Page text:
If you think that the database Leavitt touts will significantly improve matters, consider how things work today. After my Dad had a stroke, his cardiologist said that he needed to implant a defibrillator device in Dad’s chest. He talked to us about it and gave us some information. But with all of the information, we really had nothing upon which to base a decision. Not only did we not really know how necessary it was and what others’ experiences with the device were, we had absolutely no cost information provided, other than, “Medicare will cover it.”
A few weeks after the procedure, the itemized bills came in. We looked over the multitudinous individual charges, often stunned at the prices attached to each item. But the end price for everything — the device, the surgeon, the operating room, the anesthesiologist, nursing care, etc. — was eye popping. But my parents paid only a tiny portion of the whole bill. Medicare and insurance picked up the rest. The fact is that you never spend someone else’s money as efficiently as you spend your own.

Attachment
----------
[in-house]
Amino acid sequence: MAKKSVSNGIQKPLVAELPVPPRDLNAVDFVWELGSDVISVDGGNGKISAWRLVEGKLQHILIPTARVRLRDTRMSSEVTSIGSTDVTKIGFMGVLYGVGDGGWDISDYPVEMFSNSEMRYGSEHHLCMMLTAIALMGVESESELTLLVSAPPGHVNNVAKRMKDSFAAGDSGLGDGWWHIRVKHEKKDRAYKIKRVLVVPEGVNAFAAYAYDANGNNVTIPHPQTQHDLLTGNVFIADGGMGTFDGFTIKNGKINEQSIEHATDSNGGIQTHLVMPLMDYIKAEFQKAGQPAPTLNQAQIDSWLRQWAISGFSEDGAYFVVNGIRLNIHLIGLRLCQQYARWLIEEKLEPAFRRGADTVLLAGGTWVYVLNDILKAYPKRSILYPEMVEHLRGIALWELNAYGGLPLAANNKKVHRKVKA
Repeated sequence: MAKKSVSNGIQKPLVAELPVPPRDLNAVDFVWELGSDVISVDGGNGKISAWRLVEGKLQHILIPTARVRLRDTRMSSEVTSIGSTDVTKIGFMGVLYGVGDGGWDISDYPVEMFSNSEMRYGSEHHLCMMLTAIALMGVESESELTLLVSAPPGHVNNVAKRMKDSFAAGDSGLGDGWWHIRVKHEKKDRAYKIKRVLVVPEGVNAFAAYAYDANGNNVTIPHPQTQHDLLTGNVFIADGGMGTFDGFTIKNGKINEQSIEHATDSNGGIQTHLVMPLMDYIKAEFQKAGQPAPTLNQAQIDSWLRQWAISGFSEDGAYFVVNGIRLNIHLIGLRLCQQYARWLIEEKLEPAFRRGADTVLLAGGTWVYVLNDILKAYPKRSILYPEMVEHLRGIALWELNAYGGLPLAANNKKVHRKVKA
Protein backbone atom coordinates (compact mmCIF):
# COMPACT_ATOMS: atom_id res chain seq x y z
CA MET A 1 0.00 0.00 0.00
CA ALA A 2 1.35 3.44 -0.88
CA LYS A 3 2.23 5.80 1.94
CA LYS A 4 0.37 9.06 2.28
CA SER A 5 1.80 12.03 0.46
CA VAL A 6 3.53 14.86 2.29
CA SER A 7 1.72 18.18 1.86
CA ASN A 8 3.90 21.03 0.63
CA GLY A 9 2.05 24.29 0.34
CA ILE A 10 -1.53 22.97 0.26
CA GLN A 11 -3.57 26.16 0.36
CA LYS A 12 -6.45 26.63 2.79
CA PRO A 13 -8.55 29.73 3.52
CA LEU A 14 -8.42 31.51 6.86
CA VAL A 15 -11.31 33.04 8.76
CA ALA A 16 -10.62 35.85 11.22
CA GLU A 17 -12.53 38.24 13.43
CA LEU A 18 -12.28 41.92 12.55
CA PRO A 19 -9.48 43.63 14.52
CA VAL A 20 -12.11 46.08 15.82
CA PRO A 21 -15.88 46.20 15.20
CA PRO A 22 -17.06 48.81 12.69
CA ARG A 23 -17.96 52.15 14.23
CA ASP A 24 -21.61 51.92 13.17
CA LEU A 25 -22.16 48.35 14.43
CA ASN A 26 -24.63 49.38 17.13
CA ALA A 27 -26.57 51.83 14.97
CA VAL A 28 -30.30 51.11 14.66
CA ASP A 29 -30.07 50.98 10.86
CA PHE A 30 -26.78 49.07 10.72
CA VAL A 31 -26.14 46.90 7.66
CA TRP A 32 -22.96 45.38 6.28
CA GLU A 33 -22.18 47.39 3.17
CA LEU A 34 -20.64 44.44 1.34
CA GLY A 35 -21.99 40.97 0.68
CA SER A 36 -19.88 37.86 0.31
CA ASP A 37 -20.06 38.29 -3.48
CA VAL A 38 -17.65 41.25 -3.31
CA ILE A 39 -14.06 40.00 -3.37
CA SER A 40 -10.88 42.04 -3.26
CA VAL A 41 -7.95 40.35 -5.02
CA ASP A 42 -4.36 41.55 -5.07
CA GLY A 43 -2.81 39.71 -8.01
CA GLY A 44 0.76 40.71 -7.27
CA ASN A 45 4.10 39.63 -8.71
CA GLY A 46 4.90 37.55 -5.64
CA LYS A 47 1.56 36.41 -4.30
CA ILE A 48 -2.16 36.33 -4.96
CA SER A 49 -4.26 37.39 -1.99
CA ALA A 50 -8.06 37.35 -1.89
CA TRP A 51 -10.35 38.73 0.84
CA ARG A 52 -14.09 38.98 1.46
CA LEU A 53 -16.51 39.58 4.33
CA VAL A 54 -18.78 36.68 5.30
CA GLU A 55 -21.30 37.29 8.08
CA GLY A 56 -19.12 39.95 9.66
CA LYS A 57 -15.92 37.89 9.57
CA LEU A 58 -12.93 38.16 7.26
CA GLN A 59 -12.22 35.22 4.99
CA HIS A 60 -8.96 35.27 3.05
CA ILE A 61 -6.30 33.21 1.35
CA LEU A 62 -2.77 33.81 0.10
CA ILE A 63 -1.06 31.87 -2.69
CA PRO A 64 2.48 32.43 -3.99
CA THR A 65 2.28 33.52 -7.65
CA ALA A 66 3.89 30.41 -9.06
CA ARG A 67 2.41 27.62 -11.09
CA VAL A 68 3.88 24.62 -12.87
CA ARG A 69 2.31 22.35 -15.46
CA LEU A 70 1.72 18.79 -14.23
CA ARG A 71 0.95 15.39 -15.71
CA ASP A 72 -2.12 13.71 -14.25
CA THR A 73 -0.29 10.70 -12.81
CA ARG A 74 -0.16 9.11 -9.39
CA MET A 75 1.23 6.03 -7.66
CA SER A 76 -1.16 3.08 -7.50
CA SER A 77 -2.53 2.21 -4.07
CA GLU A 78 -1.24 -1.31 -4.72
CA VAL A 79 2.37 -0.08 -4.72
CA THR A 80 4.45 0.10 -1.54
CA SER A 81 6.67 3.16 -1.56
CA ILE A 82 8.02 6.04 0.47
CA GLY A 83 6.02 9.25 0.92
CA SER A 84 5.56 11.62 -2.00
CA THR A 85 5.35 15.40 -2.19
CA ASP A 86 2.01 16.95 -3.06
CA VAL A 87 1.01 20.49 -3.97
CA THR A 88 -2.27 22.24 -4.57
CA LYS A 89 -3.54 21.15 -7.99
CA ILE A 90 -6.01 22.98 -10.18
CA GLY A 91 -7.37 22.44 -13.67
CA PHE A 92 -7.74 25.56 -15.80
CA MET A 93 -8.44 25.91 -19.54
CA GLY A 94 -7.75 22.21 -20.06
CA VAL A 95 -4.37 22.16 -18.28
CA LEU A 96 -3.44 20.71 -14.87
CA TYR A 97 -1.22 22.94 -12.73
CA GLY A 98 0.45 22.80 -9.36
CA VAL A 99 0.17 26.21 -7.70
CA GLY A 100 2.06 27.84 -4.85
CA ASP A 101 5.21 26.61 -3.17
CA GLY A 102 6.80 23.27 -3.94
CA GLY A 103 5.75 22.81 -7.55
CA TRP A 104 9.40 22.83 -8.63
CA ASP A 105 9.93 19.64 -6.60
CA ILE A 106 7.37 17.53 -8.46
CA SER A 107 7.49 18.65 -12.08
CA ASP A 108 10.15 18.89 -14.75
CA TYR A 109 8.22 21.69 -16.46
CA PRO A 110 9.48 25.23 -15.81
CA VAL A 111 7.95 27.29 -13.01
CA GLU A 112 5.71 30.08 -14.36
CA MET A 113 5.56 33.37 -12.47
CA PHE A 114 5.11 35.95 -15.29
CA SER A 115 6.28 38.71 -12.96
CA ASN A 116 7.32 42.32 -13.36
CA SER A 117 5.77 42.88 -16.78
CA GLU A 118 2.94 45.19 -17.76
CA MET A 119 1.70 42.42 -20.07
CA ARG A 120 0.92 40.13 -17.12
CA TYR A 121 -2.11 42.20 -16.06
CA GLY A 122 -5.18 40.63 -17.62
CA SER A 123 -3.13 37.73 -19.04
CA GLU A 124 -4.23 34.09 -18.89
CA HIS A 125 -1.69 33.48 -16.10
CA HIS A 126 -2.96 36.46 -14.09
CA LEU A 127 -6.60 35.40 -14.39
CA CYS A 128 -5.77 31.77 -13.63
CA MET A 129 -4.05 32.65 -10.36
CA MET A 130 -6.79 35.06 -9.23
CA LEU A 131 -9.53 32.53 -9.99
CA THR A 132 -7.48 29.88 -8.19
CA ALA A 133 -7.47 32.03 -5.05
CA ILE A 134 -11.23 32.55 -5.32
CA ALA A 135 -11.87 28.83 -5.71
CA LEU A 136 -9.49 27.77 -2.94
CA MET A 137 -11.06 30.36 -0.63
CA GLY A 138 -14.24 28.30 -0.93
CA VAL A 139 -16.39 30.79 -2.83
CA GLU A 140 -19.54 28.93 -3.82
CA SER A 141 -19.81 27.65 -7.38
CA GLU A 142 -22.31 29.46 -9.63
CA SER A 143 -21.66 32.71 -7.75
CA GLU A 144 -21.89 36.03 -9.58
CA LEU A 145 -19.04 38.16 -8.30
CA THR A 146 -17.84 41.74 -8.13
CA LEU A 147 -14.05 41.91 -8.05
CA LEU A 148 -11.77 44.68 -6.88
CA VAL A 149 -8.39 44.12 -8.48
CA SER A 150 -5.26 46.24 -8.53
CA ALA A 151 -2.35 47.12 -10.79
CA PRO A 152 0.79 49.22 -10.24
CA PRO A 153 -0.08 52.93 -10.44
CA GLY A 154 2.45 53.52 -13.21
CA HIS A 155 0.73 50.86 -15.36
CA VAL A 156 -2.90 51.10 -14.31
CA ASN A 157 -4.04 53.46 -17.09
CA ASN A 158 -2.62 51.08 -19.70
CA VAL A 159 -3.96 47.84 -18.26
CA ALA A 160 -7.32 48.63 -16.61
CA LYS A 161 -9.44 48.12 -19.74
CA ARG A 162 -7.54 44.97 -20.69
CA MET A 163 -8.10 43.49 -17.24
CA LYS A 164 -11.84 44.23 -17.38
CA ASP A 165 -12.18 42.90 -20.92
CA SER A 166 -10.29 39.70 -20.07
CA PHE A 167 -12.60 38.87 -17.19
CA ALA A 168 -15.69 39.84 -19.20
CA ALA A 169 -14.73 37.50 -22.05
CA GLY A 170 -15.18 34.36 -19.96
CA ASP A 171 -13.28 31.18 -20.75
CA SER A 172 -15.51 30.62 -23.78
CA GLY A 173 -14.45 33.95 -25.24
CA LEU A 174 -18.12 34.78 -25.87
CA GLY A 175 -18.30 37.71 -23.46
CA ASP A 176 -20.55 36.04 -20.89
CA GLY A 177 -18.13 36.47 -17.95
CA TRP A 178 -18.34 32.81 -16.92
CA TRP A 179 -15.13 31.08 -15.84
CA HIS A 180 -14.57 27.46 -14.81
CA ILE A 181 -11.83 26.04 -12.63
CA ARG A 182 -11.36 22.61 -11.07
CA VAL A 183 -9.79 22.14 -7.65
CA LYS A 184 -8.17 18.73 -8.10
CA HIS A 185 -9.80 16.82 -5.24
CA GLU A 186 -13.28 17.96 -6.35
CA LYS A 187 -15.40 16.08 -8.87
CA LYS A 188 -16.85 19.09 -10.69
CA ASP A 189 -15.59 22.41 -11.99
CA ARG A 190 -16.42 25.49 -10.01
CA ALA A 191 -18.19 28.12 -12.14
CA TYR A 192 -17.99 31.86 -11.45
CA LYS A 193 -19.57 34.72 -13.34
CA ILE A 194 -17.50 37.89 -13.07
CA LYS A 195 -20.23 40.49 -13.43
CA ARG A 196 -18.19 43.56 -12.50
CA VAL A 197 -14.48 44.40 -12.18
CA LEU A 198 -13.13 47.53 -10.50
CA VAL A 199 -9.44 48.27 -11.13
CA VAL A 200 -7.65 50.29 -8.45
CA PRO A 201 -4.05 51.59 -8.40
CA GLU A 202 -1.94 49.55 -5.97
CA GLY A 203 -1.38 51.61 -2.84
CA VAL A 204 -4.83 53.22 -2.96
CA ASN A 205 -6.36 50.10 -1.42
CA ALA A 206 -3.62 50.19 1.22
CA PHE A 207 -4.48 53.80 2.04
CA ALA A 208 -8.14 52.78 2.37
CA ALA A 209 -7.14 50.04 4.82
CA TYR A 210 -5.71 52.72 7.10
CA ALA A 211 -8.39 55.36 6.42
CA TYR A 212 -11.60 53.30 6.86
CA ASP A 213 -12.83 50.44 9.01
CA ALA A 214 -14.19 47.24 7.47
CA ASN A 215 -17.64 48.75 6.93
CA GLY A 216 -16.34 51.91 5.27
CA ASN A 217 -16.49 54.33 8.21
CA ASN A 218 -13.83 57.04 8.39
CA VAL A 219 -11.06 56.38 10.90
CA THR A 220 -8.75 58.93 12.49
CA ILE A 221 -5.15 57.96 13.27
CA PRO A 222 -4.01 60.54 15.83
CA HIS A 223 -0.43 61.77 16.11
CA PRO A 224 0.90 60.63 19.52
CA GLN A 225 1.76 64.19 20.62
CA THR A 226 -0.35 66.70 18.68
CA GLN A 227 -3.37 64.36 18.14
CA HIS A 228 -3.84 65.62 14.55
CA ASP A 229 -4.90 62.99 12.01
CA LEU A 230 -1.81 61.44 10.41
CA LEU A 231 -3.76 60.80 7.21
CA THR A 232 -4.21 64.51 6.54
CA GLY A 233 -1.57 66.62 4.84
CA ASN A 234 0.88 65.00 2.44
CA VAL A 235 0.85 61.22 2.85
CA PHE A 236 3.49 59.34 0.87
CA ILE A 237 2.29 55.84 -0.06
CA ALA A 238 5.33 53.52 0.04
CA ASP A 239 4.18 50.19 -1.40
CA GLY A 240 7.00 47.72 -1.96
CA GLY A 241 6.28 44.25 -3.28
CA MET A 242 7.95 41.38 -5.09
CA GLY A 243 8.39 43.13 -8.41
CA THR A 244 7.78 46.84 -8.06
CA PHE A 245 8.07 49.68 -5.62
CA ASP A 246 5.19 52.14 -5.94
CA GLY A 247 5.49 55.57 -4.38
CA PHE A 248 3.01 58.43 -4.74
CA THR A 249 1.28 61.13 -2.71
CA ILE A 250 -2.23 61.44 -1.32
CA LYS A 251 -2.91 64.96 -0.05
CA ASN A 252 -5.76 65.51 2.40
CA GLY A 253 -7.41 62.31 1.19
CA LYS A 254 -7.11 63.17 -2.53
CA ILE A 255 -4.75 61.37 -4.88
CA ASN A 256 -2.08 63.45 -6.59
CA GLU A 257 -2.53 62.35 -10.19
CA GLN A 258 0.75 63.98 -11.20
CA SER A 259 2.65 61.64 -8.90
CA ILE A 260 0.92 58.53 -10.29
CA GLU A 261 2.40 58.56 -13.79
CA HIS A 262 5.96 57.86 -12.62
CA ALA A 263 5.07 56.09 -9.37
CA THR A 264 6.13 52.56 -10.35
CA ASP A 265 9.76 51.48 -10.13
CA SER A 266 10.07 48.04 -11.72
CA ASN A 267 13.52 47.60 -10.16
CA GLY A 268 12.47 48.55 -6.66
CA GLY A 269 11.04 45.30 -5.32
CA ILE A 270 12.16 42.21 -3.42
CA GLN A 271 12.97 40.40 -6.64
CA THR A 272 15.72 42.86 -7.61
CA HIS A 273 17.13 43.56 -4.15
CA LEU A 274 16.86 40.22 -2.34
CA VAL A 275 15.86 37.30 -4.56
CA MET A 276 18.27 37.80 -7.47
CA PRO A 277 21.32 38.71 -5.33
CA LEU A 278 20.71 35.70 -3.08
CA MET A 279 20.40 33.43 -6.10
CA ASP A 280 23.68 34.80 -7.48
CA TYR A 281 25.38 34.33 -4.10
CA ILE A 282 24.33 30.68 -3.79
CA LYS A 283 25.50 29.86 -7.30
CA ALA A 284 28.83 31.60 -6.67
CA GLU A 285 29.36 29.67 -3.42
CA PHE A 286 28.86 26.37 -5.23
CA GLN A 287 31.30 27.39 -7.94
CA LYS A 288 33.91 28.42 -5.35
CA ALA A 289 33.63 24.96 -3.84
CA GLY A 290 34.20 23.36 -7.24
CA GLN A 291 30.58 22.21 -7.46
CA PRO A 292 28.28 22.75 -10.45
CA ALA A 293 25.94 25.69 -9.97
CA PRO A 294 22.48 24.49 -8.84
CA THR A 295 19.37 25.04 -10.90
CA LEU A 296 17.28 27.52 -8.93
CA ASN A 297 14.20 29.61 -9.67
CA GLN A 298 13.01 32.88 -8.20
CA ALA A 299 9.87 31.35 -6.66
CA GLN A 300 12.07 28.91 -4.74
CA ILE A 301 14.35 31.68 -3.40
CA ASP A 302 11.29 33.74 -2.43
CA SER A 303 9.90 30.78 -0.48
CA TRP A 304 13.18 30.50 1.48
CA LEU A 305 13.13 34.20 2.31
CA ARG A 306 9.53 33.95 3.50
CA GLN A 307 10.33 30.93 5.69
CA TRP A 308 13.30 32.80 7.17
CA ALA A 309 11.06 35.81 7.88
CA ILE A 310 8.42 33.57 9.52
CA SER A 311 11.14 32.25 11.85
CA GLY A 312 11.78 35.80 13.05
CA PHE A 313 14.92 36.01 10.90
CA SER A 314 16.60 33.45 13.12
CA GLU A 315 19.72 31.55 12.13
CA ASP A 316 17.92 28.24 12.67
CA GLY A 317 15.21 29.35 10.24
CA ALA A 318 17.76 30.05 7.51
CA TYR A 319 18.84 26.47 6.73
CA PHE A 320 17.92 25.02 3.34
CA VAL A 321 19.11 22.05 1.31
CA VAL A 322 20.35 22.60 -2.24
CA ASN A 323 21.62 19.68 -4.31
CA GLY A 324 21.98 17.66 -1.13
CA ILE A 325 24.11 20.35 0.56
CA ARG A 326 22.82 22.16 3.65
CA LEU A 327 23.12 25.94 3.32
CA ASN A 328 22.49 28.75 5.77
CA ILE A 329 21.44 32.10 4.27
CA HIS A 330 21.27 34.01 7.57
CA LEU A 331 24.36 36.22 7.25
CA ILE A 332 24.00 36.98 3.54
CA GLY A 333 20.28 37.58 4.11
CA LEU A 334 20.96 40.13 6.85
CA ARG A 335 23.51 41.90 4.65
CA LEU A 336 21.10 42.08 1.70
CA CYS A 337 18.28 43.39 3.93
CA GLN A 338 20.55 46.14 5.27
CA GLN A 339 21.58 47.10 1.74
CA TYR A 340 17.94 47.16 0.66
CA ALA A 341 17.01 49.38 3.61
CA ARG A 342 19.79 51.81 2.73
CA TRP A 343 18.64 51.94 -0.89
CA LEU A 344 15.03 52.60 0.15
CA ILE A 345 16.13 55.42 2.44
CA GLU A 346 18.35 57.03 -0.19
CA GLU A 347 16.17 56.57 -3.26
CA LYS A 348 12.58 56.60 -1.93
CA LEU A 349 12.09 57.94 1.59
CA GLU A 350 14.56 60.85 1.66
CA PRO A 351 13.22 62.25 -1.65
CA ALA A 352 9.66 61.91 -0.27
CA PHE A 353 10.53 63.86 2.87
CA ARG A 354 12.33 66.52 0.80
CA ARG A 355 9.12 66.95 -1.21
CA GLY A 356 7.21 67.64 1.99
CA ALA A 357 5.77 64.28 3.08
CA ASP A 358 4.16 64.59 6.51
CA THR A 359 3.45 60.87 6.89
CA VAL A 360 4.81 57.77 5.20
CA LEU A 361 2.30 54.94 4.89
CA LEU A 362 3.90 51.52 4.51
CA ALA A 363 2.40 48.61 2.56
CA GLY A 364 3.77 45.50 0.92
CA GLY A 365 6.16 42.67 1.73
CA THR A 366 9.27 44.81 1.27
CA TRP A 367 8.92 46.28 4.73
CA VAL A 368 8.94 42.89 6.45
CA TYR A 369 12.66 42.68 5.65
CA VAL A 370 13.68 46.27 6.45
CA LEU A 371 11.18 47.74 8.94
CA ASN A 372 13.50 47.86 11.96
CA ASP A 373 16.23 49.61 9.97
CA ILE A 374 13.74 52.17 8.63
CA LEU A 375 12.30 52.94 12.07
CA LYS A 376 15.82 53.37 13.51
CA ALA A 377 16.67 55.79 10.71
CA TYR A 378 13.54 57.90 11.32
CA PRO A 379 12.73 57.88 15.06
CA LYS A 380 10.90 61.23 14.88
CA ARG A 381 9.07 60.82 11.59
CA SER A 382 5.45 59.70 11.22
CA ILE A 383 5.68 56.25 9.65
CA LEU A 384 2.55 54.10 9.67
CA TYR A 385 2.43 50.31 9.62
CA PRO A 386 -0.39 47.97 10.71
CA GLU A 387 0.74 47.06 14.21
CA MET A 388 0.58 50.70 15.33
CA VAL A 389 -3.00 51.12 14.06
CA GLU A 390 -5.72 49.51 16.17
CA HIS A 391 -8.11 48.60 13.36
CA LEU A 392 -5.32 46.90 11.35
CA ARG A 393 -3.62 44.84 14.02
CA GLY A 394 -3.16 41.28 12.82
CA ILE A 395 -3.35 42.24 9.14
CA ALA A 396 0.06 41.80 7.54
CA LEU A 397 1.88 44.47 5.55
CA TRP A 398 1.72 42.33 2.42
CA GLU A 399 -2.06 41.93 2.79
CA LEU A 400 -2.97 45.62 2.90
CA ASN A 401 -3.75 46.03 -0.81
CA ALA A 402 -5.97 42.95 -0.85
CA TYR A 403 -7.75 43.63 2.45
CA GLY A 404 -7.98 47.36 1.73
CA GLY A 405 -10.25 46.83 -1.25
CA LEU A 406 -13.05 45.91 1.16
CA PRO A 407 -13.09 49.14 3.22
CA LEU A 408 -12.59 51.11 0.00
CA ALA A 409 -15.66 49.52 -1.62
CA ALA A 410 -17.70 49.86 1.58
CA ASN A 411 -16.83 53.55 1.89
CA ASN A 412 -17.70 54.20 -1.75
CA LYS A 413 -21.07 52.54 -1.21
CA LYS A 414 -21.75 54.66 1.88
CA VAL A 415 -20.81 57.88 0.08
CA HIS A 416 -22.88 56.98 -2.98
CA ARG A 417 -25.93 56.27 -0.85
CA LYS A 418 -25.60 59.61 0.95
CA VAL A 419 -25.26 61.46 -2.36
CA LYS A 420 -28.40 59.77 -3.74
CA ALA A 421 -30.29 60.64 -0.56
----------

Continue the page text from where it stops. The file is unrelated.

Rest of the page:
If we knew then what we know now, Dad would have opted to skip the device. It turns out that these things are installed mostly to help practitioners avoid lawsuits claiming that they didn’t do everything possible. If anyone had said up front that the device installation would cost the amount it did, Dad might still have opted to have it done, because the money wasn’t coming out of his pocket. So, even if Leavitt’s database had been available, it probably would have made little difference. Besides, the doctor made it sound so necessary. On the other hand, if Dad was self-insured, he likely would have foregone the device.
Health insurance and Medicare were instituted to solve the problem of people being underserved. Most health insurance plans were once catastrophic insurance only. But public health officials and practitioners worried that too many people were avoiding preventative and routine care, waiting until situations became critical. Thus, the push to increasingly cover everything, including treatments that most people once paid for out of their own pockets.
This pattern has increased access, but it has not improved medical outcomes. And costs have skyrocketed. What we have today is a top-down system that dictates to us how much and what kind of medical services we should use. We do not have a dynamic, innovative patient-driven system that produces improvements while reducing costs — because patients are not in the driver’s seat. The bureaucrats are.
The only way we are going to solve today’s health care crisis is to turn patients back into actual buyers of medical services. This is heresy to the universal coverage crowd. But good public health and free medical markets are not mutually exclusive, as many assume. It is amazing what people will come up with when you give them liberty.